I didn’t know it when I started as a features reporter at The St. Joseph (Missouri) News-Press 20 years ago this month, but it looked like almost all local newspapers look. Inside a brick downtown building, through two sets of glass doors, past Nelda the receptionist who always had candies at her desk and took note of who grabbed them, there were rows of cubicles under fluorescent lights, islands of file cabinets, and in the corner, a glass-enclosed editor’s office.
I know now that’s what a lot of newspaper newsrooms look like because in the nine years I’ve worked covering local news for Poynter, I’ve gotten to visit several. I actually used to joke that I was a newsroom tourist.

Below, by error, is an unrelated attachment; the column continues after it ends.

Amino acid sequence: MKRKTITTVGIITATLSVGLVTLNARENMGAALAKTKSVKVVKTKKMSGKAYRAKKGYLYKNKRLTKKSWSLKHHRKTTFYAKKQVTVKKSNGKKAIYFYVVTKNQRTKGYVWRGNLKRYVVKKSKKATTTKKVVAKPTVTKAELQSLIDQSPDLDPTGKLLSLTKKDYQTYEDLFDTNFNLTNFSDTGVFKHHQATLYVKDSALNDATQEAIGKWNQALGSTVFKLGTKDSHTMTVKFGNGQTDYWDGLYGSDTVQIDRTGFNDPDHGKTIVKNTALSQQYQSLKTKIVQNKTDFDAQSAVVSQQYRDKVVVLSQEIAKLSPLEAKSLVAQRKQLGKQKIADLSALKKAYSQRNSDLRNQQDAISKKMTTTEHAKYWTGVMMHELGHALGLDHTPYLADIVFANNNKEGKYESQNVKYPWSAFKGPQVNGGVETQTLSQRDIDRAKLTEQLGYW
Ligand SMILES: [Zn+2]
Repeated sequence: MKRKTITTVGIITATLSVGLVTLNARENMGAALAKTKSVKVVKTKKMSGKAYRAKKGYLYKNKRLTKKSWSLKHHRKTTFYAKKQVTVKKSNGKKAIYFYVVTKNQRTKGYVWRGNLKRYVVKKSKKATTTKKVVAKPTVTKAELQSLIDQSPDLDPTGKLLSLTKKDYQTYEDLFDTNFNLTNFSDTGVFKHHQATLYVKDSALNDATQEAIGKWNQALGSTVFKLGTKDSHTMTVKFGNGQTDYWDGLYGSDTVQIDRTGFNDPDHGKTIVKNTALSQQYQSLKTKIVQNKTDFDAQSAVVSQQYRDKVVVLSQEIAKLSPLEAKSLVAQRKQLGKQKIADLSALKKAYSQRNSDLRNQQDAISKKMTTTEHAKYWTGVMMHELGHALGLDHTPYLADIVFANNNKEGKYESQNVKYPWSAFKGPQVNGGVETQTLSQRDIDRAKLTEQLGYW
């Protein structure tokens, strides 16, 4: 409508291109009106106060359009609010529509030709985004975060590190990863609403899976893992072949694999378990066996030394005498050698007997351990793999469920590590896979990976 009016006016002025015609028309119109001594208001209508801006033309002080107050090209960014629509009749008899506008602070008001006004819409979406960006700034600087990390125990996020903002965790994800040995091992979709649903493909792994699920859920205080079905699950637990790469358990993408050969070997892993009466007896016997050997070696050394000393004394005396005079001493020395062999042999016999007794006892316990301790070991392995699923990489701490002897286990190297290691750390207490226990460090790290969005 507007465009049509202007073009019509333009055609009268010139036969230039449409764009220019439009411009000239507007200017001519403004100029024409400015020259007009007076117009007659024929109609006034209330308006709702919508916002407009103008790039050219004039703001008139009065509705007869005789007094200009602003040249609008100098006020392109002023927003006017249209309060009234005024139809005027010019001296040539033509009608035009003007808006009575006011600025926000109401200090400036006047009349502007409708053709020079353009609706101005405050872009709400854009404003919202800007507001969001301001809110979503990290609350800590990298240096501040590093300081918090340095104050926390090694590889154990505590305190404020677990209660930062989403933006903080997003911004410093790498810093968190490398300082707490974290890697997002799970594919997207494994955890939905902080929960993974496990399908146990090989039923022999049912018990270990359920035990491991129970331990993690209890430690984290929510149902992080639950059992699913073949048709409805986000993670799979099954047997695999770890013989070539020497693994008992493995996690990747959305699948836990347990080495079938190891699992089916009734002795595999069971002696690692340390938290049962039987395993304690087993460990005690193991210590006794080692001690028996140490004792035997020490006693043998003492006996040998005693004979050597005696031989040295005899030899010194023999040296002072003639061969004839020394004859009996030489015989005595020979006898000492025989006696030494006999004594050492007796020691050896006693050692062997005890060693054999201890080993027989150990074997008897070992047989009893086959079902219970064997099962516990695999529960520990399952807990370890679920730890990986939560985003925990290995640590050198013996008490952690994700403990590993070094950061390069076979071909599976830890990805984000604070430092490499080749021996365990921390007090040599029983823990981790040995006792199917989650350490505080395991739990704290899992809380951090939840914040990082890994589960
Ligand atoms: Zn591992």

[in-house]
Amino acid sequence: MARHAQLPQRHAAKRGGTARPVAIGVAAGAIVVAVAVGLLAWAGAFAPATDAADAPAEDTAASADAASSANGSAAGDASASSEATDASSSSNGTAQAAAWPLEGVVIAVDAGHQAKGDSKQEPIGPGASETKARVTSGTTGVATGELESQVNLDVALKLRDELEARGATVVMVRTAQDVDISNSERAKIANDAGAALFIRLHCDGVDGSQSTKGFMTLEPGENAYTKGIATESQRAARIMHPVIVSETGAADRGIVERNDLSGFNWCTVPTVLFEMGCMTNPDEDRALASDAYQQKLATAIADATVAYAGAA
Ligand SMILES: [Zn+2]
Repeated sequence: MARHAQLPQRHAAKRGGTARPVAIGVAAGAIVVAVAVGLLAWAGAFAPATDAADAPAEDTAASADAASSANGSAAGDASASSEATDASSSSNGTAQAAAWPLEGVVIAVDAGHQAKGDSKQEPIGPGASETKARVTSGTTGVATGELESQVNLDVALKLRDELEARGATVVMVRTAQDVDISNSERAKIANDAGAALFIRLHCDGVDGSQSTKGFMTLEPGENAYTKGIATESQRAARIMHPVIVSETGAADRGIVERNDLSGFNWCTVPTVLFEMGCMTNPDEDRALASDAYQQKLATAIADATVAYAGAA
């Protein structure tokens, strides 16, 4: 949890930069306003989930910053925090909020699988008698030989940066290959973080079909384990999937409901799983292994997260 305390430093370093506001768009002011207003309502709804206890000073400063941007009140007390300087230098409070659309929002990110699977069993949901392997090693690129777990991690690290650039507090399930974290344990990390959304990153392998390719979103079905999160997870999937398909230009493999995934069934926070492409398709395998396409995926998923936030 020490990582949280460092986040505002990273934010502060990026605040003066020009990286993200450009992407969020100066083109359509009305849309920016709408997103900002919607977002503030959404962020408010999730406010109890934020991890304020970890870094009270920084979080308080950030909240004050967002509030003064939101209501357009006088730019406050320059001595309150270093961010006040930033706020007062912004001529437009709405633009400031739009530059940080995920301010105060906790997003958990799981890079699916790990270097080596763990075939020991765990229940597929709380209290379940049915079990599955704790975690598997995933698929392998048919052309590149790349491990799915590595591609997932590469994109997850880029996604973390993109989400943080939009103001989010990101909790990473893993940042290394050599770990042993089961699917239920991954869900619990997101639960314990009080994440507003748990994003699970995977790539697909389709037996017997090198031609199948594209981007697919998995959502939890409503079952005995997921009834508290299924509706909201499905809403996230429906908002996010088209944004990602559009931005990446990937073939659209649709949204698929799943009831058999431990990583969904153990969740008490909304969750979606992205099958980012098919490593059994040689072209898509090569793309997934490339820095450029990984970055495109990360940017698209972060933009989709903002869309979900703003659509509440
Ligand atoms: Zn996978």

Then, I got to talk with someone who actually is.
This week, I wrote a piece about an art professor who visited 115 newsrooms, dead and alive, in Kansas for a project he calls Fourth Estate.
We’ve lost a lot of newspapers and their spaces in the last few years. Jeremiah Ariaz’s work is a reminder of why the work and the space matter to a community.
What did your first newsroom look like? Share photos if you have them and if I get enough, next week we’ll take a scroll down memory lane.
I can’t find any pictures of mine, but I did visit several years ago and found it updated and somehow the same.
Here’s more on the Fourth Estate.